In an article published by CCJ this week, the University of Michigan Transportation Research Institute (UMTRI) conducted a study among 618 U.S. licensed drivers 18 years and older to assess the public’s perception of autonomous vehicle technology. Nearly 46% said they weren’t into vehicle automation at all. Another 39% said they could stomach the idea of partial vehicle automation. Only 15.5% of respondents said they were on board with full vehicle automation.
CCJ’s Jason Cannon wrote, “If 85% of respondents want nothing to do with autonomous cars, it shouldn’t come as a surprise that even more want nothing to do with self-driving heavy trucks.” Further, while the study covered the countries of China, India, Japan, U.S., U.K. and Australia, it was the U.S. respondents who expressed the greatest concern with sharing the highway with self-driving Class 8 trucks.
This comes at the same time that Consumer Watchdog poses “10 tough questions” for Google’s self-driving car program. Despite concerns from the public and consumer groups, it appears the move toward fast-tracking this technology continues. In March 2016, Daimler announced that global road freight is projected to triple by 2025, and as a result, some of the technology being developed around autonomous trucks is a part of the Daimler roadmap. Platooning, dubbed Highway Pilot Connect by Daimler, where trucks travel in a pack with reduced following distance, is reported to decrease emissions and improve the combined fuel efficiency of the platooned vehicles by as much as 7%.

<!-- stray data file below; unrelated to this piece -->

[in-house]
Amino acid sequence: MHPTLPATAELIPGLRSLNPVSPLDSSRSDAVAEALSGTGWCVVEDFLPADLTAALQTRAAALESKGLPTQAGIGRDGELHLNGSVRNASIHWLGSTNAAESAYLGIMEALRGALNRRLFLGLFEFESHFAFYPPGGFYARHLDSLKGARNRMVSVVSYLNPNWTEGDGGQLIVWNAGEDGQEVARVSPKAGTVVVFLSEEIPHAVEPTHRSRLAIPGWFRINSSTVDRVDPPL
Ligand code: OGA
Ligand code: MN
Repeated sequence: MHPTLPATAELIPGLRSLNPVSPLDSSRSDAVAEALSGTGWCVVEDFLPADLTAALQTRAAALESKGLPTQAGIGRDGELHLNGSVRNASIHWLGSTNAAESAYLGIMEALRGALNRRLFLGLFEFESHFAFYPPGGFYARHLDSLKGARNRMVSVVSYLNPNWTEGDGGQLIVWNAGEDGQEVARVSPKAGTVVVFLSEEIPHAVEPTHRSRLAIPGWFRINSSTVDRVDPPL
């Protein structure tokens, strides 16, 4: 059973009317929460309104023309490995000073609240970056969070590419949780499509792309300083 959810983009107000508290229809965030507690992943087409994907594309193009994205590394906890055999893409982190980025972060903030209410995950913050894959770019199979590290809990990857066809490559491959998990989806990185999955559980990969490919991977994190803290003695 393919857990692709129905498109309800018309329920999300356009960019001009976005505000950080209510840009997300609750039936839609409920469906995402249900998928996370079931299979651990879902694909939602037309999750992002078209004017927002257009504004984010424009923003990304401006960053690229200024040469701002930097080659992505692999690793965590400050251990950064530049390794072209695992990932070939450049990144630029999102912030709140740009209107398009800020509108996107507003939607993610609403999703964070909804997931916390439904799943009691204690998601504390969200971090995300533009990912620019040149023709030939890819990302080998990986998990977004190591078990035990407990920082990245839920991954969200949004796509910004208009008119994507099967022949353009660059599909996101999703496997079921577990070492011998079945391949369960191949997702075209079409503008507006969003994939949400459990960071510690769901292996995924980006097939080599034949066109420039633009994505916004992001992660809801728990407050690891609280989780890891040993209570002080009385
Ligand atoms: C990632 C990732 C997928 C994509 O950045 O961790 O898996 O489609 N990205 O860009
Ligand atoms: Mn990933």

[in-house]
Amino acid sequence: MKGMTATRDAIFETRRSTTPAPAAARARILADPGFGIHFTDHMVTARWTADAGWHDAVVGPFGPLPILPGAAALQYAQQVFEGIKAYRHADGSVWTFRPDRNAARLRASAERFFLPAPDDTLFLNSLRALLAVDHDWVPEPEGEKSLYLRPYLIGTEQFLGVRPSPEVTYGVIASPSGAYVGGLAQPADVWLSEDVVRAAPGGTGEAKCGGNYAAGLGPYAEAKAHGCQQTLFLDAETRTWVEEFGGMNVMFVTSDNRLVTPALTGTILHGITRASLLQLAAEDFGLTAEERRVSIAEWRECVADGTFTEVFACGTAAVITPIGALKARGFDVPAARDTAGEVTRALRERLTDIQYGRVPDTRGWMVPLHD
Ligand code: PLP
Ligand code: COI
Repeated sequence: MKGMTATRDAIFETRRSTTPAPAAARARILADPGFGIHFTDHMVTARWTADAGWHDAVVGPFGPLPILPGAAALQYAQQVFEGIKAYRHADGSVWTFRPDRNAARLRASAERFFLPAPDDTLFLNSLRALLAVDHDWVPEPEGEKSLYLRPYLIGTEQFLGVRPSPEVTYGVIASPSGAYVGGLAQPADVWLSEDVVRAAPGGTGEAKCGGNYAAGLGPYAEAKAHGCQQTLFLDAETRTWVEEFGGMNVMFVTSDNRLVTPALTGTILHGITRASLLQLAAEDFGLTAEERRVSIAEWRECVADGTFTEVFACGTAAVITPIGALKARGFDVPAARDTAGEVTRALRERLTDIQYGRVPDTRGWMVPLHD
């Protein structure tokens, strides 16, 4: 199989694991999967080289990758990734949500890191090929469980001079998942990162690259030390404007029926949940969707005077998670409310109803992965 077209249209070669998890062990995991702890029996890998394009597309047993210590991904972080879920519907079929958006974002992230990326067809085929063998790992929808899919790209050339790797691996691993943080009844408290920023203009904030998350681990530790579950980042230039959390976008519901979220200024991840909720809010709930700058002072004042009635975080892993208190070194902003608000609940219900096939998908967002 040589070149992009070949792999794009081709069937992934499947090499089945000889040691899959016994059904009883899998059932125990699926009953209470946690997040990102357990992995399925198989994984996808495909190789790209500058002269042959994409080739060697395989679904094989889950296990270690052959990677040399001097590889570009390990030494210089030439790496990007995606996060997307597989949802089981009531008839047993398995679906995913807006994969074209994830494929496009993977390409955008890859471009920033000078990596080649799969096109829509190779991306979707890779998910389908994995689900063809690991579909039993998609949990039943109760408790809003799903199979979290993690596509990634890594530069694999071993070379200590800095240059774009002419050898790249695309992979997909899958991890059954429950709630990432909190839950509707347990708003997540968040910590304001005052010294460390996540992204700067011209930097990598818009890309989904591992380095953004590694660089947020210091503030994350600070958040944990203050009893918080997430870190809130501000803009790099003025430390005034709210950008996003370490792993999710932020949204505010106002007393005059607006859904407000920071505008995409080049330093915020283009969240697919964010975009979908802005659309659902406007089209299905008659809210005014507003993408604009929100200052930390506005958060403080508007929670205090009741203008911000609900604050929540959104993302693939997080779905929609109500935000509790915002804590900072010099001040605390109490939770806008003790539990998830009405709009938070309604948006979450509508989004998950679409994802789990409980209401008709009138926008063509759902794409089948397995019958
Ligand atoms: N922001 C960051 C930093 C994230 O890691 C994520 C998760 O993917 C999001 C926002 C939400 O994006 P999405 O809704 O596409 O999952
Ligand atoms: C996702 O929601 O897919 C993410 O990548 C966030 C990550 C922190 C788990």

In an industry whose number one variable expense is fuel, that’s an attractive promise of savings sure to continue to fuel interest in this technology.
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